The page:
I can remember the eerie sense at practice the afternoon of the 11th. Our team had two Americans on the roster at the time. We practiced as usual after our regular team meetings, but there was a creeping sense of…off. Not wrong, not selfish…just off. By the next day, Wednesday, we were instructed that both schools were awaiting word from higher ups regarding the status of the game. It was predetermined that the game could not be made up at a later date, as scheduling conflicts and the realities of the bigger picture colliding with our season sunk everyone into a mess. Our coaches had spoken to PLU and both teams affirmed their desire to play while simultaneously offering their support if the other chose to withdraw.

As students at university, our minds were in tune with the real world and the immense gravity of the situation. How does one put such a colossal tragedy like a terrorist attack or player suicide in perspective two days after the event? You can’t. You might rely on your weekly routine to carry through until that’s no longer possible. Then you reflect and consider yourself lucky.

That could have been any team parking lot in the NFL. O.J. Murdock of the Tennessee Titans committed suicide in July, albeit in the parking lot of his former high school. Anybody see that one coming? We wanted to play in the worst way possible, and yet knew there were people hurting in the the worst way unimaginable. It would have been selfish to continue through no fault of our own.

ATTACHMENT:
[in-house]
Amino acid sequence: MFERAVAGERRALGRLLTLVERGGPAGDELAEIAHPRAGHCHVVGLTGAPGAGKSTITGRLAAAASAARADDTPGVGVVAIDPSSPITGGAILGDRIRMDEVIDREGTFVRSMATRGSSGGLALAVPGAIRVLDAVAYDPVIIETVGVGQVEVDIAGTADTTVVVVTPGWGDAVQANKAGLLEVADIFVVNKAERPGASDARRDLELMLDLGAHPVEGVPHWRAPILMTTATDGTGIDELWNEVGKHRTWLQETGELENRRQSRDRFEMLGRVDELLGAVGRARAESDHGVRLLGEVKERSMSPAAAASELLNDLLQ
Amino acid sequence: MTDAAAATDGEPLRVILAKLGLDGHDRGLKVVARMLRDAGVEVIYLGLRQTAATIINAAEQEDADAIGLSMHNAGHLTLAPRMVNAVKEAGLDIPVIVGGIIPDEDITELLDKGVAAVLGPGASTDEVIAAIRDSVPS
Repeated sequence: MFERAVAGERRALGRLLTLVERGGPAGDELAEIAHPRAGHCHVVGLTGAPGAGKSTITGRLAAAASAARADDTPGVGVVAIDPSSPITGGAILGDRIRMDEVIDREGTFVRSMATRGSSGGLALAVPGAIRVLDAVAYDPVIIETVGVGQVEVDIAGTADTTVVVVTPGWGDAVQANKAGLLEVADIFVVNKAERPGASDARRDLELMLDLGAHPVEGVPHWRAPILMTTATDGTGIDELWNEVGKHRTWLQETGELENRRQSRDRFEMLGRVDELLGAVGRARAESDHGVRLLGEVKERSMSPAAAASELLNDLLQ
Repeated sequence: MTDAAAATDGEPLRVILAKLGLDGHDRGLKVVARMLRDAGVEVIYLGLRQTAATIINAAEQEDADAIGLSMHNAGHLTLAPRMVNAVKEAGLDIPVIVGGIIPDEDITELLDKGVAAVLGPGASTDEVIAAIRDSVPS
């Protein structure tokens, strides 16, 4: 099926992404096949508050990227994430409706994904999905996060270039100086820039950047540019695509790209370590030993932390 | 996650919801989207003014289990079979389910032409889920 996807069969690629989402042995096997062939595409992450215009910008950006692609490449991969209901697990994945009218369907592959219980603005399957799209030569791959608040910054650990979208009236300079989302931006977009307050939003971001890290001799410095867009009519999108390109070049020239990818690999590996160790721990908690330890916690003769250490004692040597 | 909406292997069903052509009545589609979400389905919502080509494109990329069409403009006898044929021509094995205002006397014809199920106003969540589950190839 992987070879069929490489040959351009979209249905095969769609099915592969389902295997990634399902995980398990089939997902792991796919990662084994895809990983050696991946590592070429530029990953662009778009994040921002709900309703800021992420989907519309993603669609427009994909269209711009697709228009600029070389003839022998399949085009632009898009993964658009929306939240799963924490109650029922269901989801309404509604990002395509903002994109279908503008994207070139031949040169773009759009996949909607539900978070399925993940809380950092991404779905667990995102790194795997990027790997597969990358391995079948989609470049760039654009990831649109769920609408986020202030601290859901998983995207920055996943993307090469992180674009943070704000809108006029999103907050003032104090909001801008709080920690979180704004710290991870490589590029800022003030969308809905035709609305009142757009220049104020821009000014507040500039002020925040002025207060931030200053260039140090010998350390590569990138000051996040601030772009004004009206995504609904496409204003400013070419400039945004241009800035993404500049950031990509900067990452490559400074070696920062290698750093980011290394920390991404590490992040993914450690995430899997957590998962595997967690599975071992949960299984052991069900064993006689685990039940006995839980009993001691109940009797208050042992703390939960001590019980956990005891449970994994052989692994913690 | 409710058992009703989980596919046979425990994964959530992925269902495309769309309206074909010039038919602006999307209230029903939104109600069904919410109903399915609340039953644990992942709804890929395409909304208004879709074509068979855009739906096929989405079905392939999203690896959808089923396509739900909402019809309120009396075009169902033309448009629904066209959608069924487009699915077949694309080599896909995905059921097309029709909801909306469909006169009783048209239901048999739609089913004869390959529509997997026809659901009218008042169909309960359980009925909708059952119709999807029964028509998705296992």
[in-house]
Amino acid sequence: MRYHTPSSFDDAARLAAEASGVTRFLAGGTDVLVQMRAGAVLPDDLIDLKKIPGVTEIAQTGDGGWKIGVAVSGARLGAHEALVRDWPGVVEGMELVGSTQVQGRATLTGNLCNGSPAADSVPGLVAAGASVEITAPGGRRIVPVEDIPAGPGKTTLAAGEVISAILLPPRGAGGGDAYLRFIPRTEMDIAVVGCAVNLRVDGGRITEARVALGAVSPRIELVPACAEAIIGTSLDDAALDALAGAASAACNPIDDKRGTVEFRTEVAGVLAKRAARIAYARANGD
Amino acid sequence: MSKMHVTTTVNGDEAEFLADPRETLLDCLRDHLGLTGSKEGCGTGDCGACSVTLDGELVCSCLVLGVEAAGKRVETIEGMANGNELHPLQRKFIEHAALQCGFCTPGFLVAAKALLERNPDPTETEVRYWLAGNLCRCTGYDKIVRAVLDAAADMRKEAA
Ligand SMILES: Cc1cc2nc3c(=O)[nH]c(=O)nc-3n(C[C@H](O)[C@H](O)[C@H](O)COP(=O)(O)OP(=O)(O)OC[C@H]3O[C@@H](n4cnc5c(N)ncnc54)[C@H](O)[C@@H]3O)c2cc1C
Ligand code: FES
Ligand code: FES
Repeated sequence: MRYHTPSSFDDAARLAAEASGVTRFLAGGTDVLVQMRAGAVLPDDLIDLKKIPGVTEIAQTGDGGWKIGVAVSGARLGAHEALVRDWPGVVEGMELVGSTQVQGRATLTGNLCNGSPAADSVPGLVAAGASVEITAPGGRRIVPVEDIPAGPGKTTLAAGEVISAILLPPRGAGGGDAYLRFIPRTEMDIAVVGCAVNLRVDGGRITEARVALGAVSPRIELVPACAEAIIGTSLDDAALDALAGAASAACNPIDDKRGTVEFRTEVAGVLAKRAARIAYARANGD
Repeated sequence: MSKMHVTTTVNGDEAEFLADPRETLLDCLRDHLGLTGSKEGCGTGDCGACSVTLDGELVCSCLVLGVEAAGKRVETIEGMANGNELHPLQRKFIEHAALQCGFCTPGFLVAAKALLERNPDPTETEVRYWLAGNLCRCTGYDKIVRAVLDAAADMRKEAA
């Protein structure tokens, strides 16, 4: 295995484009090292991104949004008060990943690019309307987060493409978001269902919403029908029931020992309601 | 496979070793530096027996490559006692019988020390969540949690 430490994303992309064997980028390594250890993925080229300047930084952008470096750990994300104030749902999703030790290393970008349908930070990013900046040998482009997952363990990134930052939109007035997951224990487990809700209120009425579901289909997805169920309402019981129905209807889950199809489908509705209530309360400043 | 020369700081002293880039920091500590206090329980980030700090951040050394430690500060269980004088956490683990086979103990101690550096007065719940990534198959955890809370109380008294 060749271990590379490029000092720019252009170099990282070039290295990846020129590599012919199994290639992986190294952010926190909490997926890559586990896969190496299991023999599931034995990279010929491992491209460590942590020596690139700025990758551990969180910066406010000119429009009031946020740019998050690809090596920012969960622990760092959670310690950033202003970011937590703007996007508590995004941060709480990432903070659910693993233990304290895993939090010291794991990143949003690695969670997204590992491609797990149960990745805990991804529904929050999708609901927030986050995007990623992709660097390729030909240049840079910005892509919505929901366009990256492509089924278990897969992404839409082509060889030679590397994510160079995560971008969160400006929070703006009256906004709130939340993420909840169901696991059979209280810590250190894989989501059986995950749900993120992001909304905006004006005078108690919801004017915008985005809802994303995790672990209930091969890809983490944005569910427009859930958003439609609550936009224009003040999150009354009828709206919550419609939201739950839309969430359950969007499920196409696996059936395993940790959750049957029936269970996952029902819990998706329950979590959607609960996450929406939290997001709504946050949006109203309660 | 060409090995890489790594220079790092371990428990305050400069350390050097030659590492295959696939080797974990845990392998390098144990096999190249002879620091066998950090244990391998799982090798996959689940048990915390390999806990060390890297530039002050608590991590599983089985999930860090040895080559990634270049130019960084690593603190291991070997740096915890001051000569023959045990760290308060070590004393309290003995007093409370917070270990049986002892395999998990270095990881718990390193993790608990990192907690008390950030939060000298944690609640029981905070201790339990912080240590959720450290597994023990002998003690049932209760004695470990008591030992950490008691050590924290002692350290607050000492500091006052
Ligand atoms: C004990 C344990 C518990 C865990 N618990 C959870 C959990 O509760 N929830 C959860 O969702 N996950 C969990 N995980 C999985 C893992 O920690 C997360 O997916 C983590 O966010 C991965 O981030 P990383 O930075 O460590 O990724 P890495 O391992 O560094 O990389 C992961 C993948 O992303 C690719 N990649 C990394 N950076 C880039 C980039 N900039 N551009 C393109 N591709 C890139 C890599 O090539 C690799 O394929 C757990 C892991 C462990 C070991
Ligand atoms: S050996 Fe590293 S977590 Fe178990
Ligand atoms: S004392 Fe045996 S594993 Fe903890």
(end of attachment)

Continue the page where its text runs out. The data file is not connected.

Lost in the Belcher tragedy was the uncomfortable situation the Carolina Panthers were in. They most likely found out about the death on Saturday around the same time as the rest of the league and media, but unlike everyone else they had to sit in limbo and wait for a decision to be made about the game. The game was eventually played and the Chiefs won, but it took a lot for the Panthers to be there. I’m not questioning anyone’s professional integrity, but if you think Carolina didn’t have heavy hearts and a sense of guilt about them, you’re out of touch. Nothing they did or didn’t do created the situation or could help it. Their only answer was to proceed as normally as they could, or not. All things considered, both the Panthers and the Chiefs deserve tremendous credit for putting on an NFL caliber game. There’s no pride in beating on a broken opponent, no matter how much you need the win. You’ve already won before the game even starts because you get to go back to some sense of normalcy.